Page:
Former FDA Commissioner Scott Gottlieb said the “underlying problems” of racial inequity in the U.S. need to be addressed in order to stop the coronavirus pandemic which is impacting communities of color at disproportionate rates.
“I think it’s a symptom of broader racial inequities in our country that we need to work to resolve,” he said Sunday on CBS’s “Face the Nation.”
Gottlieb said the issue needs to be addressed at two levels: why there are higher rates of COVID-19 and higher death rates from the coronavirus among black Americans.
“And the first has to do with a lot of issues of socioeconomic factors, low income issues related to overcrowded housing, where people work, the fact that they have to take crowded transportation, that they work in essential jobs, that they’ve had to continue to work and didn’t have good PPE at work,” he said. “We’ve seen black communities and Hispanic and Latino communities disproportionately in these kinds of circumstances.”
The second issue, on higher death rates, he said is due to poor access to heath care, as well as “mistrust of the health care system” and “some discrimination” in health care.
“Stopping the pandemic is going to depend on our ability to take care of our most medically and socially vulnerable. We absolutely need to resolve these underlying problems to eliminate the risk of pandemic spreading of the epidemic,” he said.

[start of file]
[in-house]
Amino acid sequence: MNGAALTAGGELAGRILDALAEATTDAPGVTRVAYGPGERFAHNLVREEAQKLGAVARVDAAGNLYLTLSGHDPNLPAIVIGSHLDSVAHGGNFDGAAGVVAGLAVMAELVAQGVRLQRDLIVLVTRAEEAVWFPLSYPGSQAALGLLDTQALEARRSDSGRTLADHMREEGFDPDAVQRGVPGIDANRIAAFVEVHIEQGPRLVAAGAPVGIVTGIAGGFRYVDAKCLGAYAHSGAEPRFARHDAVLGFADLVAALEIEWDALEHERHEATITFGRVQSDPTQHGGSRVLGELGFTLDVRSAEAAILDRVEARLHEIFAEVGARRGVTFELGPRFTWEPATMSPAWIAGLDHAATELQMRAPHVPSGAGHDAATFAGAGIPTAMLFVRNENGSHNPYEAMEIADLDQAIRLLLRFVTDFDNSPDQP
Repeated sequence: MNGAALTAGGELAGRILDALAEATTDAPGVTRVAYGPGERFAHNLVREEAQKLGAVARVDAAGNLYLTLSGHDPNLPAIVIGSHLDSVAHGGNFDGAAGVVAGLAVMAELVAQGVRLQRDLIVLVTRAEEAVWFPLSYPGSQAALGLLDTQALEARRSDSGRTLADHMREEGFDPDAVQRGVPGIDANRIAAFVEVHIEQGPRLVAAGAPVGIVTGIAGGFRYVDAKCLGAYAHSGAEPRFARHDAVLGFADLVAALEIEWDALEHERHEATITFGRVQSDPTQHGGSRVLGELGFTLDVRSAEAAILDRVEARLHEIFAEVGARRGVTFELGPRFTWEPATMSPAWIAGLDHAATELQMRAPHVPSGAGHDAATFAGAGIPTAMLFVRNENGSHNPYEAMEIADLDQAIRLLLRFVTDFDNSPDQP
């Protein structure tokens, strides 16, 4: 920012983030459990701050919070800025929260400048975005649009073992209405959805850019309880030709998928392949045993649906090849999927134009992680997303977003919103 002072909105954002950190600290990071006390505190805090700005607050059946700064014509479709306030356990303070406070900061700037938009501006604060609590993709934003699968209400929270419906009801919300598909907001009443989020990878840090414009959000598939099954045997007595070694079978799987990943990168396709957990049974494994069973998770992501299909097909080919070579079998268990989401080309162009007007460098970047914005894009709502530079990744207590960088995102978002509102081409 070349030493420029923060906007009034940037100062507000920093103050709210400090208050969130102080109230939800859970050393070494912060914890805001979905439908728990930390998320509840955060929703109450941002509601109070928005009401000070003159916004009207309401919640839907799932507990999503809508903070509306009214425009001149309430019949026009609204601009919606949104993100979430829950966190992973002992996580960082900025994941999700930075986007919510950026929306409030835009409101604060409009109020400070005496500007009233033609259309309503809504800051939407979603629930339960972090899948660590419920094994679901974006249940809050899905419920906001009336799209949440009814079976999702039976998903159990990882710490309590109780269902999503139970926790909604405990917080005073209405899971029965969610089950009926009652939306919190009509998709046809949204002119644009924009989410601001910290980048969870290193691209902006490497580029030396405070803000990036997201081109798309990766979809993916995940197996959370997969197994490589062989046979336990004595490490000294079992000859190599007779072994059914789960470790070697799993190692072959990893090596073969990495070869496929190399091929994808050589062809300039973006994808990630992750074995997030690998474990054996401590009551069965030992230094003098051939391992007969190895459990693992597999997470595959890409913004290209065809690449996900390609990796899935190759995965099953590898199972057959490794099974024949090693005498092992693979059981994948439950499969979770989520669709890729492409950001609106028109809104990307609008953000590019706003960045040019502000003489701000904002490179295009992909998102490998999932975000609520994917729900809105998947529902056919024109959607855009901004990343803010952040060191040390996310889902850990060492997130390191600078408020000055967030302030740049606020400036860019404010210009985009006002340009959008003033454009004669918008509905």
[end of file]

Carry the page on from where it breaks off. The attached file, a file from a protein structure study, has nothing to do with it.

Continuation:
CBS’s Margaret Brennan asked Gottlieb what the response should be from elected officials.
“It’s taking resources and trying to get it into communities that you know are being disproportionately impacted by the disease,” he said. “You think of people from communities that are disadvantaged. They already lack access to health care. They lack access to testing. So they’re not only at higher risk, they don’t have the same health care opportunities.”
He also said officials need to “make sure that COVID doesn’t become punitive,” and that being diagnosed with the disease doesn’t mean someone will lose their job.
“We need to encourage them to get tested and self-identify,” he said.